Ragged Music Festival, Copperfield Road, East London
Beating a path through the back streets of Tower Hamlets, I find myself at a stunningly good chamber concert. It begins with Tamsin Waley-Cohen and the Albion Quartet giving the most vivid and passionate account I have ever heard of Mozart’s Prussian Quartet, after which Waley-Cohen and pianist Samson Tsoy play Ravel’s idiosyncratic Sonata for Violin and Piano. Finally, pianist and string players join forces for the magnificent G minor Piano Quintet which Shostakovich composed, and premiered, during the darkest days of the Second World War. They bring a molten intensity to its opening movement, luminous transparency to the Fugue, and they invest the chromatically-sliding leitmotif of the Intermezzo with a haunting ominousness.
Yamaha have contributed their concert-grand gratis, while the musicians have reduced their fee, because this charity event is designed to raise awareness about the building in which we are sitting, and funds for its proper renovation. The room may have an ideal chamber acoustic, but what it actually is – and what every Spartan inch of it proclaims – is a Victorian classroom. This is the Copperfield Road Ragged School, converted by Dr Barnardo from three canal warehouses in 1877, and unchanged in almost every detail since.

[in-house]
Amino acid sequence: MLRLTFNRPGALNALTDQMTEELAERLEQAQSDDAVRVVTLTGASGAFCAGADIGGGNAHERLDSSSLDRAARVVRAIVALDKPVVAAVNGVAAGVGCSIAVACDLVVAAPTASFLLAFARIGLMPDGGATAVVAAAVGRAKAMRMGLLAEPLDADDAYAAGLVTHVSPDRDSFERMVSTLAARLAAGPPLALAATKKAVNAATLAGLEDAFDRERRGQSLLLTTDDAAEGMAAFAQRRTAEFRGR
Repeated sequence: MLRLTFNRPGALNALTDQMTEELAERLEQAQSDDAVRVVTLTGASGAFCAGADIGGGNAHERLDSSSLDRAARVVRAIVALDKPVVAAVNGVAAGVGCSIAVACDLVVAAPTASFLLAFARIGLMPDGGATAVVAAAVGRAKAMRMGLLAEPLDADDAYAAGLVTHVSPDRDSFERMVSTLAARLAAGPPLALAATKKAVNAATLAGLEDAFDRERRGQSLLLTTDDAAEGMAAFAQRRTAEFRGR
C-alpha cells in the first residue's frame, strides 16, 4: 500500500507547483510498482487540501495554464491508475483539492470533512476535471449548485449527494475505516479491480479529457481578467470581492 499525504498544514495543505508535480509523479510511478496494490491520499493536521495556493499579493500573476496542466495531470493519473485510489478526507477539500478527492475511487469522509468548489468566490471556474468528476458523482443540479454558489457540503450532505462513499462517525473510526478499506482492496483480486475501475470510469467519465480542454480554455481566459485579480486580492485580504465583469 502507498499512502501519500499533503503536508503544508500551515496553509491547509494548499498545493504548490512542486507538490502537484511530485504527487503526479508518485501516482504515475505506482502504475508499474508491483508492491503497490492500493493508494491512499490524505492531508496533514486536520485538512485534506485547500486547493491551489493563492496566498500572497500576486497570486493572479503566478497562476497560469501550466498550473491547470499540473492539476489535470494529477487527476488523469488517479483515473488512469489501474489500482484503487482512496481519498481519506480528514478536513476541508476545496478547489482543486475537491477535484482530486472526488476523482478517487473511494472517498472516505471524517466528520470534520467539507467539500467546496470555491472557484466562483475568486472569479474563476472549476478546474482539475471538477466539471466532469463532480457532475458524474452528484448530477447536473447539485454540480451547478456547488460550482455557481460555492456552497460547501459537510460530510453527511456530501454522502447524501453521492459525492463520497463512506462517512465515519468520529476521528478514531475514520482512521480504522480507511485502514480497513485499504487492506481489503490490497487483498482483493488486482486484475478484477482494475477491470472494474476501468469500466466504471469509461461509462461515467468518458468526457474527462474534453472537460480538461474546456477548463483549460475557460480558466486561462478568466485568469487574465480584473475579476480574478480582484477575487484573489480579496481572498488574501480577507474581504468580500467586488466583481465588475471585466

It survived the Blitz, was saved from demolition by a listed-status order, and for the past thirty years has functioned – run on a shoestring – as the Ragged School Museum where school groups from all over Tower Hamlets and beyond learn about the struggle for free universal education, and about the part in that struggle played by the ragged school movement. These places were where destitute children were schooled – and, more importantly, fed – thanks to Barnardo and the other enlightened campaigners who followed Charles Dickens’s lead.
As a museum it takes my breath away, because I am old enough to remember a not very different classroom in North Wales in the 1940s. But as its director Erica Davies explains, the plan now is to turn this potentially superb building into a performance centre for a borough which is at present a desert for music. Directed by Pavel Kolesnikov and Samson Tsoy, this new festival surely has a bright future, but if the National Lottery Heritage Fund decides to support the excellent refurbishment project now being planned, that future will be a hundred times brighter.